New guide helping neighbourhoods help themselves

By on 03/10/2012 in Cllr Cotton, News
Cllr John Cotton

Cllr John Cotton

Birmingham City Council has launched a new website and Know How Guide to help people across the city run neighbourhood forums.

And Cabinet Member for Social Cohesion and Equalities, Cllr John Cotton, believes the new initiative will help people across the city play 'an ever more vital role' in decision making.

The Know How Guide for Neighbourhood Forums in Birmingham offers advice on a variety of topics from legal and financial matters to making the most of meetings and working with community volunteers. There are also tips on how to access funding.

The Know How Guide for Neighbourhood Forums in Birmingham and ongoing support for forum members can be found on the new website:

Cllr Cotton said: “Neighbourhood forums already play an important part in the life of communities across the city. And as the City Council forges ahead with plans to devolve – and involve more people in – decision making in Birmingham, they will play an ever more vital role.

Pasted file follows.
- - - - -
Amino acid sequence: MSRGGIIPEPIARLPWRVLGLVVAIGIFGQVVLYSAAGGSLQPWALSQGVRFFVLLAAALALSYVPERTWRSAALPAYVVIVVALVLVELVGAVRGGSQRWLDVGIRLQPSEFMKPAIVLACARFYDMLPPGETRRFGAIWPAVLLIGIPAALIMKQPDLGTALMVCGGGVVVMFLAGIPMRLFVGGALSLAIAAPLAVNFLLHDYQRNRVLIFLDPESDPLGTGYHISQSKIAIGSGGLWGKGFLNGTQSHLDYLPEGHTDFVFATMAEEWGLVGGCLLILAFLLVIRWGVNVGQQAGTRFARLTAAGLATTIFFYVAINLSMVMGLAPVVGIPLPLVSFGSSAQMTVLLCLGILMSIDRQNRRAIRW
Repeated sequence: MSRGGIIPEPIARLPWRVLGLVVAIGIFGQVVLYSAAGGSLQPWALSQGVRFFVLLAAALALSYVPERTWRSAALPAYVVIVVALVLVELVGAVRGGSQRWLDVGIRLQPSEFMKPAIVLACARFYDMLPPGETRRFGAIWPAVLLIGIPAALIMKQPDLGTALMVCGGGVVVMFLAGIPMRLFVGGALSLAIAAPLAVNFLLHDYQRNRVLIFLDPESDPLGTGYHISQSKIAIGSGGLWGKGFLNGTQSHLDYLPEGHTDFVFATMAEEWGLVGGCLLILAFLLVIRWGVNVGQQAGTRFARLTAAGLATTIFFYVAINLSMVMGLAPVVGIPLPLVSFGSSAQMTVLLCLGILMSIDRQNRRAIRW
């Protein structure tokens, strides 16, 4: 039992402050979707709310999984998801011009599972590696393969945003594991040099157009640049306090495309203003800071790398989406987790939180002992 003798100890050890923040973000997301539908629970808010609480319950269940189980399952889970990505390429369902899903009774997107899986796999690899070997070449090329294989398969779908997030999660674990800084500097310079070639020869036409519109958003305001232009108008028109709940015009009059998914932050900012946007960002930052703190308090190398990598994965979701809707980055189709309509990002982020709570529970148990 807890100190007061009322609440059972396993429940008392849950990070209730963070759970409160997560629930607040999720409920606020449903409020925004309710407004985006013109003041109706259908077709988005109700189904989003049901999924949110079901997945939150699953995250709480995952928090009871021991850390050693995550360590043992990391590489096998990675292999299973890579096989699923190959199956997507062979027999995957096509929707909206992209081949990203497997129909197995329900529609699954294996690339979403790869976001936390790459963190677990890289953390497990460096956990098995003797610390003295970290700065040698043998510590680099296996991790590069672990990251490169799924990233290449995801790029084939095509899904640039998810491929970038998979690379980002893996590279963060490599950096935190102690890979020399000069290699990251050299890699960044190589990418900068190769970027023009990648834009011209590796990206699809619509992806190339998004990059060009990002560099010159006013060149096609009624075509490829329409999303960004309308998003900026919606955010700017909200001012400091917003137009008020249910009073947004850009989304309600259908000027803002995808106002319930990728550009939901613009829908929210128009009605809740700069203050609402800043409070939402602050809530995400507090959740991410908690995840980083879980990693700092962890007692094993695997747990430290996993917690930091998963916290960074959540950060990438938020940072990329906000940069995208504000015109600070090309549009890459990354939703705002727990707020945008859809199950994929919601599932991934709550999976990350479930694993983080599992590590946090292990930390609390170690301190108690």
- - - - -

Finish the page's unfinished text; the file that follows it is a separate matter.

“They also bring all the residents in a neighbourhood together, helping to build a stronger sense of community and belonging. As Cabinet Member for Social Cohesion and Equalities, that's something I'm keen to foster and support right across Birmingham.

“This Know How Guide and the Neighbourhood info website should help. But I know that real success in this depends on people - and, in particular, the thousands of local residents who give up their time, commitment and energy to run and participate in forums. They are the experts and I'm grateful for all they do for their neighbourhoods, communities and ultimately the city.”


For more information contact Geoff Coleman on 0121 303 3501

Notes to Editors

What is a Neighbourhood Forum?

Birmingham's neighbourhood forums are resident-led community groups which:

  • Enable residents to come together through meetings (and online) to discuss local issues, share information and meet with elected representatives and officers responsible for delivering local public services.
  • Elect a committee of usually between 5 and 14 people to represent residents' views and work with other public, private and voluntary sector bodies and other local community groups for the improvement of the area.

Forums can do all sorts of other things - including: involvement in local planning; campaigning for improvements in local services; working with the police and others to improve local community safety; organising festivals; running the local farmers' market; or getting involved in local grant giving. Forums are resident-led: what they do depends on what residents want to see happen.

Each forum covers between 500 and 8,000 households (that is between about 1,200 and 20,000 residents). Birmingham City Council - which pays a small grant to recognised neighbourhood forums – only recognises one neighbourhood forum covering each area.

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